Also, when the cap was first going into effect, the Riders were identified as one of the teams that were over and therefore had to rid themselves of a number of pricey veterens
But its not like the league was just sailing along with no problems until personal services contracts came about. The Stamps were bankrupt BEFORE Flutie came into the picture. Also, the only reason Flutie wasn't paid was because the owner who signed him to that contract had his whole business empire collapse.
Also, in Toronto it wasn't like the Argos were packing em' in either. The team was losing tons of money anyways and bringing in Flutie was thought to be good for the overall image of the league. Did it work? Heck no, but had those contracts not been signed, we would n't be talking about the great Doug Flutie, rather the careers of Steve Taylor, Kerwin Bell, and Major Harris.
What you have to be mindful about and look for in the CFL next off-season, is the fact that if a guy has an MVP year his salary goes up to MVP levels. Yes, regardless of the SMS or rumors or any other factors(KJ taking a cut in 07' didn't help).
You are correct. It was not just personal service contracts at fault here. But it was still a mistake then, and would be now. The point is, why have a cap at all if you are already considering means to dismantle it? It frankly defeats the purpose of a cap, if you allow the wealthy owners a way to simply outbid other teams for key players.
As for Doug Flutie himself, I think the league did okay talent wise before Doug Flutie, and has done okay since, so I hardly think it would have been a big deal if Doug Flutie had never played here. What if Doug Flutie had never been born? My god, the football would have su.cked!!
And to get a little further perspective from the "Doug Fltie" example, even "Doug Flutie" didn't make "Doug Flutie money" immediately. He came into the league and proved himself before he began to make the big coin. So if a guy like this Wallace character came to the league this year, I think a GM would have to be on crack to offer him huge coin--what people are suggesting is to make him instantly the highest paid QB in the league, and by a significant amount--when in reality, he is a "wanna be" not an "already is". Maybe he could be good. Maybe he'll stink. On paper, he doesn't look as good as Akili Smith did, and how'd that work out? But as a back-up in the NFL, he likely makes a couple of million a year. To entice him to the CFL, how much will that personal service contract need to be for? And then when you offer a relative nobody a million, or two per year, then what will Ricky Ray be worth? Or Kevin Glenn? Ricky Ray isn't going to stay in Edmonton and make 400,000 if TO is offering 2 million. And if Wallace is worth 1 million, Ricky Ray must be worth 3.....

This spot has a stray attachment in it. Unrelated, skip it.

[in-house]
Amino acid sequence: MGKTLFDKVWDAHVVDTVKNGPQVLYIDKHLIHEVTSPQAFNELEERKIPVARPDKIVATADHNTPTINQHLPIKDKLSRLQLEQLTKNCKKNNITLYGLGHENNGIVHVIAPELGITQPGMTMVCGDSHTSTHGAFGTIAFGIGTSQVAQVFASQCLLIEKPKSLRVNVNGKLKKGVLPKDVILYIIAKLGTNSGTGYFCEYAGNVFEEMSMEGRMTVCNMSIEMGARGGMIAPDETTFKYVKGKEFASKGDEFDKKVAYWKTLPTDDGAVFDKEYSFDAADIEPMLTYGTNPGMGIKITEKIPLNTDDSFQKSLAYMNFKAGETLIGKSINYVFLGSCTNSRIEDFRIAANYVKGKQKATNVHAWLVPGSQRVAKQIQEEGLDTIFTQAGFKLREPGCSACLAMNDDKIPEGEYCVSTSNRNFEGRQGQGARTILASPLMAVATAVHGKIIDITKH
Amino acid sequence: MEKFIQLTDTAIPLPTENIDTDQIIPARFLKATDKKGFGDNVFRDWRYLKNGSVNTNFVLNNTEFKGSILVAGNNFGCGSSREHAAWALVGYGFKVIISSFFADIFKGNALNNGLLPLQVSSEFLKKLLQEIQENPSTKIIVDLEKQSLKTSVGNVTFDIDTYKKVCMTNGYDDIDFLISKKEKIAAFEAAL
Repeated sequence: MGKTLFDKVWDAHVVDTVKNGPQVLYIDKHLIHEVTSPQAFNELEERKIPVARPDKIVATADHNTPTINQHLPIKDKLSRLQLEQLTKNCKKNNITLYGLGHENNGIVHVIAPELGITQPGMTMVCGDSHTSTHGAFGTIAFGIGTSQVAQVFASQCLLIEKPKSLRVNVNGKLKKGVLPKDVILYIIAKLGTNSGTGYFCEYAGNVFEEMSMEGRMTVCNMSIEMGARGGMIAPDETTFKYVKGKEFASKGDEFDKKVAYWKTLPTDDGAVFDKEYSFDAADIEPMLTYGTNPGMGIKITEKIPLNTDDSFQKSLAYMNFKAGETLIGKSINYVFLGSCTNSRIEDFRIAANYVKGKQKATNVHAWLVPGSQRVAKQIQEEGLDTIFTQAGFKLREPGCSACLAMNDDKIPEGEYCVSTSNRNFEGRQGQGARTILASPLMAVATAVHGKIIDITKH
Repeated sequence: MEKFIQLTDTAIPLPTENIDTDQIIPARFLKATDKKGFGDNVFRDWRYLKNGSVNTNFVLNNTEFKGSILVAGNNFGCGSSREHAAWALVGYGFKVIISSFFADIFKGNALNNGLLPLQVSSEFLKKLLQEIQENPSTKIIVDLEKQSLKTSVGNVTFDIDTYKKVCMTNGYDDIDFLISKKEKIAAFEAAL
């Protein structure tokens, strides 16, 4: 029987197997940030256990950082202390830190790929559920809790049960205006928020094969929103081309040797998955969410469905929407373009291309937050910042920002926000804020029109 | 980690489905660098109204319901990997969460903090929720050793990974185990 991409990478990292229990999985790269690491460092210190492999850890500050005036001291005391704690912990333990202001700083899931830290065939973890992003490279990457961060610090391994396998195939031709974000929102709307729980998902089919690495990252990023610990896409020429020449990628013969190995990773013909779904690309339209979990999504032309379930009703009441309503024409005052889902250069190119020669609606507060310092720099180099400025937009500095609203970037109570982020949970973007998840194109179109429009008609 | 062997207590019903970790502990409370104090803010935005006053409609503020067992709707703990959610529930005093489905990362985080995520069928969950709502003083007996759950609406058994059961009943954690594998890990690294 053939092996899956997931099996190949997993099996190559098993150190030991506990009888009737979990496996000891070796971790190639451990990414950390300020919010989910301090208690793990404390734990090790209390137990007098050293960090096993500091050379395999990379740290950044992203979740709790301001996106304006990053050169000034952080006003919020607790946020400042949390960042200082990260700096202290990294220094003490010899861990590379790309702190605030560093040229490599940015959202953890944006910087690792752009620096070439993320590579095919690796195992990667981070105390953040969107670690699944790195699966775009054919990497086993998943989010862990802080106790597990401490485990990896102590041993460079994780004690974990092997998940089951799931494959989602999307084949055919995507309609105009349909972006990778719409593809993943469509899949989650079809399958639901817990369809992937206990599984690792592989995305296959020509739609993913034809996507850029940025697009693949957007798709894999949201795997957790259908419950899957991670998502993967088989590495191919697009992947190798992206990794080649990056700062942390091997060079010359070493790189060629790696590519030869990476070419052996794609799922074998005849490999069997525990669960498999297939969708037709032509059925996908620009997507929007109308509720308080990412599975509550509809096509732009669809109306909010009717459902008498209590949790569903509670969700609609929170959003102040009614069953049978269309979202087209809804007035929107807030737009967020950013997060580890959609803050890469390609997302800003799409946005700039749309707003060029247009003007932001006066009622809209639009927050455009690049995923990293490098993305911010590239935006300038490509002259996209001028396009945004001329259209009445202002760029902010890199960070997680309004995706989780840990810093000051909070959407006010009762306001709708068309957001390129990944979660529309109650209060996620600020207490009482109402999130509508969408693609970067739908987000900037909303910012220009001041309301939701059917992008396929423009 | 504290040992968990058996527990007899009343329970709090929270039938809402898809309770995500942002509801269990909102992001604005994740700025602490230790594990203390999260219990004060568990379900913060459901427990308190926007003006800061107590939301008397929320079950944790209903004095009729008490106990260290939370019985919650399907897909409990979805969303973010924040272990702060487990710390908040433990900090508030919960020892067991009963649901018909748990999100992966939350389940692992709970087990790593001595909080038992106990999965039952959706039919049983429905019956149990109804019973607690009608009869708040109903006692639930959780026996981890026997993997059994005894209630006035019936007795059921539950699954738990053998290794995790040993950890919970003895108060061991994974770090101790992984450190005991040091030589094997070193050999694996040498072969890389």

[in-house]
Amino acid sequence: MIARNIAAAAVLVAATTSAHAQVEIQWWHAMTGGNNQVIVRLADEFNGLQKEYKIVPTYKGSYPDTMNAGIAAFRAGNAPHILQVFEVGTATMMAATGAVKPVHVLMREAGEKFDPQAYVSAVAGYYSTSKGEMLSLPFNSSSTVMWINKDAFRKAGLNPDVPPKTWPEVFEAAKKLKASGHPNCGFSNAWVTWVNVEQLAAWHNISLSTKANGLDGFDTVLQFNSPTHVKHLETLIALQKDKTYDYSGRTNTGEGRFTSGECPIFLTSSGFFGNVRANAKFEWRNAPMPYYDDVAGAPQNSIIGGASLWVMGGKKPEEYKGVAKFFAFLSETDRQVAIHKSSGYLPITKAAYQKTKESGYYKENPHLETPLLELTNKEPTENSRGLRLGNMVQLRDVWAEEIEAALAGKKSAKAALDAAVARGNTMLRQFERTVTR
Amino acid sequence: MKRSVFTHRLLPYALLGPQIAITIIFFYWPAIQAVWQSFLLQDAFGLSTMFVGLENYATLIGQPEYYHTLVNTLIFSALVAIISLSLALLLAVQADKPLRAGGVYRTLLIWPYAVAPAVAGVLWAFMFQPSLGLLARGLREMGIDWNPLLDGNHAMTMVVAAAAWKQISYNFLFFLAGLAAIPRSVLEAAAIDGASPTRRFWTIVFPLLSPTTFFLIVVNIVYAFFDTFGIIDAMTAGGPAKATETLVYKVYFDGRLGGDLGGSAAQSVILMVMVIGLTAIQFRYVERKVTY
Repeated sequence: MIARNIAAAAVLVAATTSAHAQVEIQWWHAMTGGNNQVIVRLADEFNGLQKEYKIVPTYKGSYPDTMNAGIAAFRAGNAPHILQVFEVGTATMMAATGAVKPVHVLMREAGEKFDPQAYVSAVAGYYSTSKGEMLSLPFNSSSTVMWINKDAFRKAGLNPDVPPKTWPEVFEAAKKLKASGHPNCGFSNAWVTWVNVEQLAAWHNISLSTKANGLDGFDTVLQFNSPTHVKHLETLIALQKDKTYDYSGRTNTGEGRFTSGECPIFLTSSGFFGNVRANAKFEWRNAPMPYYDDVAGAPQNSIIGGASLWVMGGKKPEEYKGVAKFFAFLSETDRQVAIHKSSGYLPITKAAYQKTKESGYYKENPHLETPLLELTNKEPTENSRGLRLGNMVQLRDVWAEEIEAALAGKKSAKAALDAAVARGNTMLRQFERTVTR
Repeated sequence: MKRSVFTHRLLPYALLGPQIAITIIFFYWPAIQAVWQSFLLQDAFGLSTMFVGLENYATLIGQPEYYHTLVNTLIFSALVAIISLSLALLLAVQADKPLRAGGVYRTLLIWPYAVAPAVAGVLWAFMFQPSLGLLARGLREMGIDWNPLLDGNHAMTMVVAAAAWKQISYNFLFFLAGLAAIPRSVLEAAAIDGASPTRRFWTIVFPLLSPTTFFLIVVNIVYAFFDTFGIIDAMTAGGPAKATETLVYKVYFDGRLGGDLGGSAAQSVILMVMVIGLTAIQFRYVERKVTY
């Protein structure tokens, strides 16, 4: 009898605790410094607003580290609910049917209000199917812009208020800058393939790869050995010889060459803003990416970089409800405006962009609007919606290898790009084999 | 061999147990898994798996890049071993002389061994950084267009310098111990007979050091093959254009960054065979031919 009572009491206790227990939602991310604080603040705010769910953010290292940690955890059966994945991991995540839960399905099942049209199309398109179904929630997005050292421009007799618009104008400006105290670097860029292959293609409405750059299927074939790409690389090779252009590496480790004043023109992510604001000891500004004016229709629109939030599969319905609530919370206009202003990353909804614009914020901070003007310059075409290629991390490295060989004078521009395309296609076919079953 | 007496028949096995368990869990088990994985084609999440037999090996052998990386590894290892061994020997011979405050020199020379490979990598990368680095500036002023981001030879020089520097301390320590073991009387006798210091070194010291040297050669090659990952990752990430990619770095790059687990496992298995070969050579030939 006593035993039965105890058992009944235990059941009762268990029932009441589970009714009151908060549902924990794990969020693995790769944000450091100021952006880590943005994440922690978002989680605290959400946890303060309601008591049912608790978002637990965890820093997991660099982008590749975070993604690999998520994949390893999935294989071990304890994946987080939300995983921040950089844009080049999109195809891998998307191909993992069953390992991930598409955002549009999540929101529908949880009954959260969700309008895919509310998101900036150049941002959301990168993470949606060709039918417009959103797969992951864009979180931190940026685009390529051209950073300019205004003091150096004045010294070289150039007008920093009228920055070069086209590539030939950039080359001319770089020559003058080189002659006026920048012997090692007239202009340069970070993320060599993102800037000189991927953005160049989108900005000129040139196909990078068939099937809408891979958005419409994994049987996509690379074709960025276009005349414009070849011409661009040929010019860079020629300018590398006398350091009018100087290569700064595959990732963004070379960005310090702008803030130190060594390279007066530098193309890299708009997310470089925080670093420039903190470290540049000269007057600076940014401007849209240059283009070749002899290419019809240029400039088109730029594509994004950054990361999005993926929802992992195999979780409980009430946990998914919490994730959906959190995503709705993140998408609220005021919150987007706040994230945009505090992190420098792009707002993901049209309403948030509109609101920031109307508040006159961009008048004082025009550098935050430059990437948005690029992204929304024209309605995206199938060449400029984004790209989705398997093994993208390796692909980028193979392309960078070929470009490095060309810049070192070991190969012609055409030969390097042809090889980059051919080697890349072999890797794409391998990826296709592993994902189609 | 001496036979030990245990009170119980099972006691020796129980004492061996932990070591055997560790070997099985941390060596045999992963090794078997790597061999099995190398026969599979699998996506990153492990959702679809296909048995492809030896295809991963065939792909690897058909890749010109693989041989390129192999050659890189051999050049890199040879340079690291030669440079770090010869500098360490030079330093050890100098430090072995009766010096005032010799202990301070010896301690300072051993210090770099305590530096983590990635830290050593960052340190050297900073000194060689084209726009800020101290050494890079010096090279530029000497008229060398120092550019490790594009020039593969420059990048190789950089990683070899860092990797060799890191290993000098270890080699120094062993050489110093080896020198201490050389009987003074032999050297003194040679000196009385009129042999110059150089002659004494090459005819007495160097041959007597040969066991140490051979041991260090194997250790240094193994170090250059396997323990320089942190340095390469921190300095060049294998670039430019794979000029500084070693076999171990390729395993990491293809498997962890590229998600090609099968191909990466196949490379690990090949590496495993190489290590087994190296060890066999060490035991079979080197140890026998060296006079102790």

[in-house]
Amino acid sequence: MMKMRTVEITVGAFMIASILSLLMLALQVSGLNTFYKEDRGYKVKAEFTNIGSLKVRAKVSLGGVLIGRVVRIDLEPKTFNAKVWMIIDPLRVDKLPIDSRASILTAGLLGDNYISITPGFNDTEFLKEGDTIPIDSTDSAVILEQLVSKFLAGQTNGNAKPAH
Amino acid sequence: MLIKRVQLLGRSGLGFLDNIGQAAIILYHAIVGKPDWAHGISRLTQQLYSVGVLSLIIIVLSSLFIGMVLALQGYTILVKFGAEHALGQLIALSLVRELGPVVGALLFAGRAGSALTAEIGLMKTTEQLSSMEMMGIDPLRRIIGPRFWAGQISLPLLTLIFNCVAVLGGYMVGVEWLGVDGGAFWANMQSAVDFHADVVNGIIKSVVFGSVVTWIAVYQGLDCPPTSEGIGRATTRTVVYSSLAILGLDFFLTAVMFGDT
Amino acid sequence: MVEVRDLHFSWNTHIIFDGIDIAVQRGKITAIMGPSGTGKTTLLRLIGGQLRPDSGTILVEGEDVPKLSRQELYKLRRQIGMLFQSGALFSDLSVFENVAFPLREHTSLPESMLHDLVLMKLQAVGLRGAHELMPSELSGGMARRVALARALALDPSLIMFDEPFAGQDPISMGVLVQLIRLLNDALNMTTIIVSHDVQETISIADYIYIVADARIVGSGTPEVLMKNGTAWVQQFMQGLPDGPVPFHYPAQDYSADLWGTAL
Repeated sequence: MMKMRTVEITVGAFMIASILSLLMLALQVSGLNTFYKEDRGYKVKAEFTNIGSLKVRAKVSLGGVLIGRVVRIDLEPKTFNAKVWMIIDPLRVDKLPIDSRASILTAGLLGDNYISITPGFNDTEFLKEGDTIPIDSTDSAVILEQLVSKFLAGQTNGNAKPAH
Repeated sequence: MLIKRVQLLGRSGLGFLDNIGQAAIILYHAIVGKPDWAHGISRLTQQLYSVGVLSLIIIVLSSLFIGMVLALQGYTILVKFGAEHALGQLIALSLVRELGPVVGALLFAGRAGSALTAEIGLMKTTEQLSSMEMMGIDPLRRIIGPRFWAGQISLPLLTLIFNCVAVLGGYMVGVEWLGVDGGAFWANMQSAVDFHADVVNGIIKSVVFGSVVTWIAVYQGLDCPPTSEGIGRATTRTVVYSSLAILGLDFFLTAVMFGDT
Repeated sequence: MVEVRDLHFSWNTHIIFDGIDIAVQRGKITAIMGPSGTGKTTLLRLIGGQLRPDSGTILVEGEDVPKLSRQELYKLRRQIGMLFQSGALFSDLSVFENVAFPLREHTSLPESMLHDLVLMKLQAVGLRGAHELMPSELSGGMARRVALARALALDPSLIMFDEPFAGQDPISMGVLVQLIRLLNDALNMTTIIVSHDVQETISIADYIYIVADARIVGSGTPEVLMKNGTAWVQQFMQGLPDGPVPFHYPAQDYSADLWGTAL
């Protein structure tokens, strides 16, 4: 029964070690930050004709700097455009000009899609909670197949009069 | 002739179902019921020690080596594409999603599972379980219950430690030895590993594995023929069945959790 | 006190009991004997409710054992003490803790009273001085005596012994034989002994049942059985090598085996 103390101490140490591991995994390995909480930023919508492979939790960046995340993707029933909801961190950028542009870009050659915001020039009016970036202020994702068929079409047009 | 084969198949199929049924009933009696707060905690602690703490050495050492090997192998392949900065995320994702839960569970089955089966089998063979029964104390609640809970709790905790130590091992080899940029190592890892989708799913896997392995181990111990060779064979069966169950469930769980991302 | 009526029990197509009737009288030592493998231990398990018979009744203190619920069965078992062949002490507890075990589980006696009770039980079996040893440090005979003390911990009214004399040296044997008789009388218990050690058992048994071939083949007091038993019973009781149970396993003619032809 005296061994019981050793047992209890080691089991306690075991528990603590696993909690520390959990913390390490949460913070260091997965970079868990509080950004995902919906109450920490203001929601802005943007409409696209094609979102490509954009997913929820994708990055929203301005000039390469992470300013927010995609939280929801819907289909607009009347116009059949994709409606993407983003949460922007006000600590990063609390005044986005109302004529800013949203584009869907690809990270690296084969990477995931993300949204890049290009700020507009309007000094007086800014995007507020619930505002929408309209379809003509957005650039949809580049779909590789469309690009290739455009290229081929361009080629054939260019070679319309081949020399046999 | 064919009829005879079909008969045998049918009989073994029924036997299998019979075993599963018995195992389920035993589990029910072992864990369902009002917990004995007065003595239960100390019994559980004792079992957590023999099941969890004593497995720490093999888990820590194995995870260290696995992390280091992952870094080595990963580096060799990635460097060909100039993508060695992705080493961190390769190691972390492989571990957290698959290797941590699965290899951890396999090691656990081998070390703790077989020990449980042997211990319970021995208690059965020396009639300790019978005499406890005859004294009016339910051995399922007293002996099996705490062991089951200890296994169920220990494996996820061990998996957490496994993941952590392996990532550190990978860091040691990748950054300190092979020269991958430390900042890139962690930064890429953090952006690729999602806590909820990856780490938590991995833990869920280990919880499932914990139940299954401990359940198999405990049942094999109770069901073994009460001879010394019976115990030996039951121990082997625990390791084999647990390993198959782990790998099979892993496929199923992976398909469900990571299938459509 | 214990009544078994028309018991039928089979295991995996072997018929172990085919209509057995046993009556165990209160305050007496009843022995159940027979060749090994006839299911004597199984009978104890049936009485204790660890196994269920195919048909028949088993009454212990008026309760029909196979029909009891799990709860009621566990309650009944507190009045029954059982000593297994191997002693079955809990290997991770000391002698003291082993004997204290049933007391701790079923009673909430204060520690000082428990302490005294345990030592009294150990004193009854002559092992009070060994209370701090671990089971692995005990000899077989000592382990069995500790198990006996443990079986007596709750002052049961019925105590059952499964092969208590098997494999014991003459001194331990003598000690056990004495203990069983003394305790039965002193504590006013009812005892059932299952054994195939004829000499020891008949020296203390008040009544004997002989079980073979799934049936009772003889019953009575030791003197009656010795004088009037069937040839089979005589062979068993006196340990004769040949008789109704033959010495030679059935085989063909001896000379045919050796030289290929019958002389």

Personal services contracts were a bad idea, are a bad idea, and will be a bad idea for the foreseeable future.
There are some tweaks to the system available to help maintain stability with veteran players, but that simply will not fly....
Even when Flutie came into the League, he was the highest paid player. $350,000 plus $200,000 in the form of "personal services" and bonuses.
I don't know whether that is true or not, but as it does not particularly help your case, terrific.
He then proceded to not once, but twice go to the highest bidder, at value far beyond the ability of most teams to pay, and far beyond any intrinsic value based on his ability. And the end result was a drastic escalation of salaries for all QBs in the league and a continued escalation of the massive financial difficulties the league faced in the 1990s.
I think a much stronger case can be made that CFL QBs are overpaid at this time, than you ever can that paying them 2 million a year makes even the slightest amount of sense.
He was paid that much as he said so himself in his book. His value was quite intrinsic.
However I do agree with your point of bidding wars starting for top talent. That wouldn't be all that great. Perhaps a system could be used like they have in the NHL or NBA where the marquee player could only make up to a certain percentage of the overall salary cap. (say 20%). That way pretty much everyone could protect their top players but you could still attract and lets not forget RETAIN top talent (Ray's and Printers' stints in the NFL).